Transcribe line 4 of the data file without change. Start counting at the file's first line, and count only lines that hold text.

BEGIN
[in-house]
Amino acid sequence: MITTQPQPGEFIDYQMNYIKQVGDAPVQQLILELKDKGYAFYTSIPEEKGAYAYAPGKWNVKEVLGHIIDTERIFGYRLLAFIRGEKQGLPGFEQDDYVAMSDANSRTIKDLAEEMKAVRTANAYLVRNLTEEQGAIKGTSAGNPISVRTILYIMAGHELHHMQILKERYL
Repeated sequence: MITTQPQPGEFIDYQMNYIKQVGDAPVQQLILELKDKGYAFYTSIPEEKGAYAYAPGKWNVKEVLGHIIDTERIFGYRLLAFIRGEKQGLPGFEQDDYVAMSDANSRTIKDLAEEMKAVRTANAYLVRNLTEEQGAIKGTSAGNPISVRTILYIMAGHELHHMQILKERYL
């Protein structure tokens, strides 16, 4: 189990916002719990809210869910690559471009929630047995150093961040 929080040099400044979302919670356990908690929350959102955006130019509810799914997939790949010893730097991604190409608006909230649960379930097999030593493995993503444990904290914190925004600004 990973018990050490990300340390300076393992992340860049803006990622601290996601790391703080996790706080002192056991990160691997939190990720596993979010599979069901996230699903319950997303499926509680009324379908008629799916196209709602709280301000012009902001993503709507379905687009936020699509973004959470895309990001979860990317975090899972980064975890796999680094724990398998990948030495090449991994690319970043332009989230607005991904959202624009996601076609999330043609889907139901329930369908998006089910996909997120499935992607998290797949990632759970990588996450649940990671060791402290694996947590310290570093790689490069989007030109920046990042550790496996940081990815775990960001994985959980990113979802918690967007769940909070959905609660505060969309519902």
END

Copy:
């Protein structure tokens, strides 16, 4: 189990916002719990809210869910690559471009929630047995150093961040 929080040099400044979302919670356990908690929350959102955006130019509810799914997939790949010893730097991604190409608006909230649960379930097999030593493995993503444990904290914190925004600004 990973018990050490990300340390300076393992992340860049803006990622601290996601790391703080996790706080002192056991990160691997939190990720596993979010599979069901996230699903319950997303499926509680009324379908008629799916196209709602709280301000012009902001993503709507379905687009936020699509973004959470895309990001979860990317975090899972980064975890796999680094724990398998990948030495090449991994690319970043332009989230607005991904959202624009996601076609999330043609889907139901329930369908998006089910996909997120499935992607998290797949990632759970990588996450649940990671060791402290694996947590310290570093790689490069989007030109920046990042550790496996940081990815775990960001994985959980990113979802918690967007769940909070959905609660505060969309519902």